It’s annual report season, which means thousands of words flying across desks of communicators and their C-level colleagues, globally; gigabytes of photos culled into a final collection; and graphs of countless shapes and colours constructed.
I’ve always been a fan of a good annual report. Give me a standout one and you can lose me for hours as I consume the financials and narratives which go into painting a positive picture of the organisation’s performance over the previous year.
You’ll find me pouring over the document from cover to cover, devouring the carefully crafted words, and eagerly eying the images clearly capturing moments in time defining the organisation and its stakeholders.
Like a box of Liquorice Allsorts, annual reports come in all shapes and sizes. Here are five examples (from across the spectrum) to give you a little inspiration:
From print to digital – the evolution of an annual report by Bates Creative
Over the past four years, the YMCA of Metropolitan Washington (YMCADC) has partnered with Bates Creative to find creative solutions for publishing its annual report. Each year they build upon their previous year’s work as they push the envelope a little bit further. Follow their journey from paper to digital – it’s rather cool!
Elegance, class and innovation – A cosmetic giant’s annual report
White space. Full page images. A double-page spread with a glam shot of the board! And a narrative that makes you want to pack your Vuitton and join the creative forces continuing Mrs Estee Lauder’s legacy.
Up, up and away – Qantas goes digital
“Shaping our future” is the title of the 2014 Qantas annual report and it’s delivered as an interactive website. You can fly through the sections and delve into the detail or enjoy images from rejuvenated lounges to the renewed fleet. Obviously a need for some creativity when presenting major results such as Qantas did this year!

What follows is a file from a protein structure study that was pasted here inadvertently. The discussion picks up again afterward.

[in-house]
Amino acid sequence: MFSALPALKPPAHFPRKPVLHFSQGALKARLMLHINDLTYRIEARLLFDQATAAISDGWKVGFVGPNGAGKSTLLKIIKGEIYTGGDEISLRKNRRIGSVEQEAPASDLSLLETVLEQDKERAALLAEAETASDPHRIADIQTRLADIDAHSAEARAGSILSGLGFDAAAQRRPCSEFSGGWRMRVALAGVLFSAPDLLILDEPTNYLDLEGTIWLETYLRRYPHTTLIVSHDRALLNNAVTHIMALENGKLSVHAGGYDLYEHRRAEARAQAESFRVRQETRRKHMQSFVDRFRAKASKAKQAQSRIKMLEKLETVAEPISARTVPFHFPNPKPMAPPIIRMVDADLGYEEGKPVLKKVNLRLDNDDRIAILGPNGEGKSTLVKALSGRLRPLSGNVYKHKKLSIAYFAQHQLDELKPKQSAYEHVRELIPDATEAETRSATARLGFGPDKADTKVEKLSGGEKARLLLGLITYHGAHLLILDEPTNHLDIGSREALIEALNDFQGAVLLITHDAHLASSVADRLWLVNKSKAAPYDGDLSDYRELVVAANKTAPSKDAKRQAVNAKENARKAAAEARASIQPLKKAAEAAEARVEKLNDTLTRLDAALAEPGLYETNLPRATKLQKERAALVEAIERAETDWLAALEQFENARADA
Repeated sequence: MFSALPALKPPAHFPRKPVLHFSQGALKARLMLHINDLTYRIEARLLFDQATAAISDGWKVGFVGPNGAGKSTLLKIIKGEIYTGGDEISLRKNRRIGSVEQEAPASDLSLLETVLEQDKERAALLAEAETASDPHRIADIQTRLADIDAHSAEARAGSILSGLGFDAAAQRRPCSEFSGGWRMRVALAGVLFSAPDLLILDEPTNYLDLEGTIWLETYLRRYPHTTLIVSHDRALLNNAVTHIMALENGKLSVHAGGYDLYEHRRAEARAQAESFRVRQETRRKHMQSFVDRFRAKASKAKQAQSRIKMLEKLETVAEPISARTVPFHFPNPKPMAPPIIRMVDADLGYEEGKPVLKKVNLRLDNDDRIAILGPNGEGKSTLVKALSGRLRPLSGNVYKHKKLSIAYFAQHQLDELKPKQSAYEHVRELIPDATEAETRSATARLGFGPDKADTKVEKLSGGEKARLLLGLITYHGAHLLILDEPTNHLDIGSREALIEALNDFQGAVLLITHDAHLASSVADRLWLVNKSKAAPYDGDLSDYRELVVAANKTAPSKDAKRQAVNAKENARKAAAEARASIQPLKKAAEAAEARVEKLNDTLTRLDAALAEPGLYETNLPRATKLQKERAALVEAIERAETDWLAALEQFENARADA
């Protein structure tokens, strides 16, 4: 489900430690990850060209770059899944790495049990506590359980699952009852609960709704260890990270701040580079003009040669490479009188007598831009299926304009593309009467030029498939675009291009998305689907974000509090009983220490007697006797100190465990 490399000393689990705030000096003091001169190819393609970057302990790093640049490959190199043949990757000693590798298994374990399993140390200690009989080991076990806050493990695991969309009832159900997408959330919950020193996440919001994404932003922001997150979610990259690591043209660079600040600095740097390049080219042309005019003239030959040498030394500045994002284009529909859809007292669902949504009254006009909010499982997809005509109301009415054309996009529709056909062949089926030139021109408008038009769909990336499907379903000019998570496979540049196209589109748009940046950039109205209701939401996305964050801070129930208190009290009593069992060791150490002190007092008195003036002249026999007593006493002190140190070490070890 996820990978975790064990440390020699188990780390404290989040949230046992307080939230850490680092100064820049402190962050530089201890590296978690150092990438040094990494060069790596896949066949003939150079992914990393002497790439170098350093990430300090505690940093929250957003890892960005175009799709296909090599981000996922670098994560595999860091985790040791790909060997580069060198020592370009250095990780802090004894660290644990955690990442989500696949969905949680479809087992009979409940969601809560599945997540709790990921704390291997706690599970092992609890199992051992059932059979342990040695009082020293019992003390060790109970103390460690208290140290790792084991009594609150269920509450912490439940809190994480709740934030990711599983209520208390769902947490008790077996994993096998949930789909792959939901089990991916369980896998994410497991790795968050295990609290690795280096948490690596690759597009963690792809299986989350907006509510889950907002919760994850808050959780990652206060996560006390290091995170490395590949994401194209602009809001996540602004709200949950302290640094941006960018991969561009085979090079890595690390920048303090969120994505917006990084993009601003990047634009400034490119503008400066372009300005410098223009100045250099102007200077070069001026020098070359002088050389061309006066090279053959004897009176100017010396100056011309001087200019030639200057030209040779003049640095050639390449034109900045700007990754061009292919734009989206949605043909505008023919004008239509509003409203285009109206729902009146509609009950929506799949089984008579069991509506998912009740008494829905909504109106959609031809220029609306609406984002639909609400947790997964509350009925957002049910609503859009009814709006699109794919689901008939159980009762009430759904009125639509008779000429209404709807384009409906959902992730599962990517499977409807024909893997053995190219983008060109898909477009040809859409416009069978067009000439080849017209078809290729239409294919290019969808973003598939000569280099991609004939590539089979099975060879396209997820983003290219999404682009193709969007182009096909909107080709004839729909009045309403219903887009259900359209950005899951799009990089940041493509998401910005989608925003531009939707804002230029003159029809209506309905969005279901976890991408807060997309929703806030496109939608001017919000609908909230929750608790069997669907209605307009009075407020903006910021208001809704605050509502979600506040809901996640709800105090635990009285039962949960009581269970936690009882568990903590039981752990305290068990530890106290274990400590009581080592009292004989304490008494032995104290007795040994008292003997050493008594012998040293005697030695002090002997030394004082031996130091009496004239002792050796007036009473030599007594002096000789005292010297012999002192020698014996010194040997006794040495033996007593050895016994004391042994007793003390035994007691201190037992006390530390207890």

An international voice for women – clear priorities
The annual report for UN Women is published in English, Spanish and French. So, that’s the first tick for an international organisation. Second tick: it’s structured to profile the organisation’s five key priority areas. Third tick: images of real women from around the world!
An apple a day gets the investors to stay
Like many organisations, Apple have expanded their annual report to encompass an investor relations section on their website. Like the Apple website, it’s clear, easy to navigate and builds on the brand’s strong iconography.
You’ll find so many tips just by reading these reports and the millions of others produced annually all around the world.
To start, why not head to this Pinterest page devoted to annual reports!